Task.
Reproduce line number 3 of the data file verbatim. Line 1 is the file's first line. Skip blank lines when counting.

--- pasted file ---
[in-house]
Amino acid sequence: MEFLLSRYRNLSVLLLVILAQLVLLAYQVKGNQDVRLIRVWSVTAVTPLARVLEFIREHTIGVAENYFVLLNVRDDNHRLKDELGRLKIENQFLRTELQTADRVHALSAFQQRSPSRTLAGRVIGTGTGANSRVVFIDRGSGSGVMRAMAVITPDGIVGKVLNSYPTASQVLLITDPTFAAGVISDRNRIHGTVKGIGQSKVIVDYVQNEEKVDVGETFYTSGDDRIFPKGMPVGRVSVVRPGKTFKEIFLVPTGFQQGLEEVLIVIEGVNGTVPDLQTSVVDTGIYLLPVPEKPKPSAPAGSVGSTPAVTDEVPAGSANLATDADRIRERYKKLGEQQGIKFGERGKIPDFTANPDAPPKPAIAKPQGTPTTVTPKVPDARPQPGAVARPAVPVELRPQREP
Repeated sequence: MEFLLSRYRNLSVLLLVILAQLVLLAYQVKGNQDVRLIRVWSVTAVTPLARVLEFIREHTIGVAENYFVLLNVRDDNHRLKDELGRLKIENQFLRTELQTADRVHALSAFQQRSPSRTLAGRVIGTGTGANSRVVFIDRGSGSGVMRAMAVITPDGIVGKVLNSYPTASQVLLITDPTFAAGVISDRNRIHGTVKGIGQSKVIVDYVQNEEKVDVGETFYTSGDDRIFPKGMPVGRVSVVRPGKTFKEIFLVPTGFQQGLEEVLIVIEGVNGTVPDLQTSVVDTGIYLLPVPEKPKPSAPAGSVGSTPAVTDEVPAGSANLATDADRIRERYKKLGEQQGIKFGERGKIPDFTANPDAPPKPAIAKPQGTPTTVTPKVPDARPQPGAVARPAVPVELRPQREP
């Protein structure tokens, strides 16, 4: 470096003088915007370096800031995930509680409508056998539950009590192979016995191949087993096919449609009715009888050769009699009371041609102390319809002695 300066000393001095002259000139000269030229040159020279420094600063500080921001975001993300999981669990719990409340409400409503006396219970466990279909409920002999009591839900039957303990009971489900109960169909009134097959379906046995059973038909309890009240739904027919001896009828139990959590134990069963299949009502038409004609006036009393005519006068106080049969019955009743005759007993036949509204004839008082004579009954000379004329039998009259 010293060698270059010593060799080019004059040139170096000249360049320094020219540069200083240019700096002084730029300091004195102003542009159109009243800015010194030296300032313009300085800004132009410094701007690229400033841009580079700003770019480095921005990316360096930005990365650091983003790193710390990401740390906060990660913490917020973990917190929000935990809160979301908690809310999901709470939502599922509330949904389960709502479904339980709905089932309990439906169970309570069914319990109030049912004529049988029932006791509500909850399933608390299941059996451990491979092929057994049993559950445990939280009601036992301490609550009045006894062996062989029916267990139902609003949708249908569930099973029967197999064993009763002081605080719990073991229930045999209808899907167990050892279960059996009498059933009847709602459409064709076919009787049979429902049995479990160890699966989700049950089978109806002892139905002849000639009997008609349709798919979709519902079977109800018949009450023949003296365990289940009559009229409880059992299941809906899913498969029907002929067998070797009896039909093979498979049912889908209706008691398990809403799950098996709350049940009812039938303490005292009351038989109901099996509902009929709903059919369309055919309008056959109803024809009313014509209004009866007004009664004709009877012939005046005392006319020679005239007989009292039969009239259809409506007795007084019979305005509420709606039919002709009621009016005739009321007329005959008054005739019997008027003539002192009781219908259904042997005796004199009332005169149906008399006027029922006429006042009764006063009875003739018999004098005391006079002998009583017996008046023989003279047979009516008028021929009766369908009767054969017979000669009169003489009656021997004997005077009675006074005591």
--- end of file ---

Repeated sequence: MEFLLSRYRNLSVLLLVILAQLVLLAYQVKGNQDVRLIRVWSVTAVTPLARVLEFIREHTIGVAENYFVLLNVRDDNHRLKDELGRLKIENQFLRTELQTADRVHALSAFQQRSPSRTLAGRVIGTGTGANSRVVFIDRGSGSGVMRAMAVITPDGIVGKVLNSYPTASQVLLITDPTFAAGVISDRNRIHGTVKGIGQSKVIVDYVQNEEKVDVGETFYTSGDDRIFPKGMPVGRVSVVRPGKTFKEIFLVPTGFQQGLEEVLIVIEGVNGTVPDLQTSVVDTGIYLLPVPEKPKPSAPAGSVGSTPAVTDEVPAGSANLATDADRIRERYKKLGEQQGIKFGERGKIPDFTANPDAPPKPAIAKPQGTPTTVTPKVPDARPQPGAVARPAVPVELRPQREP